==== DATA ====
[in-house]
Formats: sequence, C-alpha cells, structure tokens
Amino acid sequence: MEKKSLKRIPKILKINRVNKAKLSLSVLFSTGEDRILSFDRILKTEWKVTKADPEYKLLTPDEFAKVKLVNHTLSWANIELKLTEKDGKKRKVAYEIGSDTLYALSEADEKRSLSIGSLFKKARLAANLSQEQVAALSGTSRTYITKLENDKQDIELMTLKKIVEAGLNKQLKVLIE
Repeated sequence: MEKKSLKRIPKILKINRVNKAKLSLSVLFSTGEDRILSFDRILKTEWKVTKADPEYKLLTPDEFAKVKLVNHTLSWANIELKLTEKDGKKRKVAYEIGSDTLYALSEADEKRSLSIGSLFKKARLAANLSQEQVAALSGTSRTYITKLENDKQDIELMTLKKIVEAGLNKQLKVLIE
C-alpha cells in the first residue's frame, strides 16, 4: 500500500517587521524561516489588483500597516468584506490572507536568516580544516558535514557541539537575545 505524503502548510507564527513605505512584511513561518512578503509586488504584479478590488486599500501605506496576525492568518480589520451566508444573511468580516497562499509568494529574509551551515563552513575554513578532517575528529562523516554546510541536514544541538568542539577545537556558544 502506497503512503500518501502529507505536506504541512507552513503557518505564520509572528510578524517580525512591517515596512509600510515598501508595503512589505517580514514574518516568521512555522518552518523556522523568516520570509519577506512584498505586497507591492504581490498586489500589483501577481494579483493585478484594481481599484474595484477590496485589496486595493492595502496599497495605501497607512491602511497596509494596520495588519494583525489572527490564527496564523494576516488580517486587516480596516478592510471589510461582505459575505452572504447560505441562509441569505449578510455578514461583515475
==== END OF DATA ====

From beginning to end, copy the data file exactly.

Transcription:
[in-house]
Formats: sequence, C-alpha cells, structure tokens
Amino acid sequence: MEKKSLKRIPKILKINRVNKAKLSLSVLFSTGEDRILSFDRILKTEWKVTKADPEYKLLTPDEFAKVKLVNHTLSWANIELKLTEKDGKKRKVAYEIGSDTLYALSEADEKRSLSIGSLFKKARLAANLSQEQVAALSGTSRTYITKLENDKQDIELMTLKKIVEAGLNKQLKVLIE
Repeated sequence: MEKKSLKRIPKILKINRVNKAKLSLSVLFSTGEDRILSFDRILKTEWKVTKADPEYKLLTPDEFAKVKLVNHTLSWANIELKLTEKDGKKRKVAYEIGSDTLYALSEADEKRSLSIGSLFKKARLAANLSQEQVAALSGTSRTYITKLENDKQDIELMTLKKIVEAGLNKQLKVLIE
C-alpha cells in the first residue's frame, strides 16, 4: 500500500517587521524561516489588483500597516468584506490572507536568516580544516558535514557541539537575545 505524503502548510507564527513605505512584511513561518512578503509586488504584479478590488486599500501605506496576525492568518480589520451566508444573511468580516497562499509568494529574509551551515563552513575554513578532517575528529562523516554546510541536514544541538568542539577545537556558544 502506497503512503500518501502529507505536506504541512507552513503557518505564520509572528510578524517580525512591517515596512509600510515598501508595503512589505517580514514574518516568521512555522518552518523556522523568516520570509519577506512584498505586497507591492504581490498586489500589483501577481494579483493585478484594481481599484474595484477590496485589496486595493492595502496599497495605501497607512491602511497596509494596520495588519494583525489572527490564527496564523494576516488580517486587516480596516478592510471589510461582505459575505452572504447560505441562509441569505449578510455578514461583515475